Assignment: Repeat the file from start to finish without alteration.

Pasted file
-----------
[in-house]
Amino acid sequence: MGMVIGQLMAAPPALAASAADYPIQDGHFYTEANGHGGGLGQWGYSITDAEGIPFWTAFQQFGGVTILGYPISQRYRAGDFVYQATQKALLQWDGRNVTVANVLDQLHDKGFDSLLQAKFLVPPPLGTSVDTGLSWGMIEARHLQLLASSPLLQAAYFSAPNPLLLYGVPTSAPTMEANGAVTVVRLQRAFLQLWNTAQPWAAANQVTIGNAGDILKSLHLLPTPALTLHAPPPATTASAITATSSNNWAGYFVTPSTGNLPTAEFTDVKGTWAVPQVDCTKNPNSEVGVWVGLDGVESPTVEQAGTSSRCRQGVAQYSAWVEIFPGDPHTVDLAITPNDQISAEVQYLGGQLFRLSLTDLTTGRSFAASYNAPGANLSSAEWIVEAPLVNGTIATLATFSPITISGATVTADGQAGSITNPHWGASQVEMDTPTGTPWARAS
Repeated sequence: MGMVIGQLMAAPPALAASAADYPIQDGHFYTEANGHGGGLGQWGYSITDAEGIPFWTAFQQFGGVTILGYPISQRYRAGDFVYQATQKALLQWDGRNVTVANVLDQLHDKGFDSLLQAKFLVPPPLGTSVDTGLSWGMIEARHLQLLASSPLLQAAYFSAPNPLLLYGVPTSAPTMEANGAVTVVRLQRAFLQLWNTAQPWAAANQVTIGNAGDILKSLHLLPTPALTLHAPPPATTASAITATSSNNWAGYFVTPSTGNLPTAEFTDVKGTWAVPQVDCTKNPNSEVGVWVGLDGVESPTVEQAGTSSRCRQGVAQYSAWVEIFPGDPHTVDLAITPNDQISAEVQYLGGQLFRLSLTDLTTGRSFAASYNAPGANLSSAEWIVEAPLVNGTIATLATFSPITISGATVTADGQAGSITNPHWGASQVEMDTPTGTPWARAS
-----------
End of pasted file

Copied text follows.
[in-house]
Amino acid sequence: MGMVIGQLMAAPPALAASAADYPIQDGHFYTEANGHGGGLGQWGYSITDAEGIPFWTAFQQFGGVTILGYPISQRYRAGDFVYQATQKALLQWDGRNVTVANVLDQLHDKGFDSLLQAKFLVPPPLGTSVDTGLSWGMIEARHLQLLASSPLLQAAYFSAPNPLLLYGVPTSAPTMEANGAVTVVRLQRAFLQLWNTAQPWAAANQVTIGNAGDILKSLHLLPTPALTLHAPPPATTASAITATSSNNWAGYFVTPSTGNLPTAEFTDVKGTWAVPQVDCTKNPNSEVGVWVGLDGVESPTVEQAGTSSRCRQGVAQYSAWVEIFPGDPHTVDLAITPNDQISAEVQYLGGQLFRLSLTDLTTGRSFAASYNAPGANLSSAEWIVEAPLVNGTIATLATFSPITISGATVTADGQAGSITNPHWGASQVEMDTPTGTPWARAS
Repeated sequence: MGMVIGQLMAAPPALAASAADYPIQDGHFYTEANGHGGGLGQWGYSITDAEGIPFWTAFQQFGGVTILGYPISQRYRAGDFVYQATQKALLQWDGRNVTVANVLDQLHDKGFDSLLQAKFLVPPPLGTSVDTGLSWGMIEARHLQLLASSPLLQAAYFSAPNPLLLYGVPTSAPTMEANGAVTVVRLQRAFLQLWNTAQPWAAANQVTIGNAGDILKSLHLLPTPALTLHAPPPATTASAITATSSNNWAGYFVTPSTGNLPTAEFTDVKGTWAVPQVDCTKNPNSEVGVWVGLDGVESPTVEQAGTSSRCRQGVAQYSAWVEIFPGDPHTVDLAITPNDQISAEVQYLGGQLFRLSLTDLTTGRSFAASYNAPGANLSSAEWIVEAPLVNGTIATLATFSPITISGATVTADGQAGSITNPHWGASQVEMDTPTGTPWARAS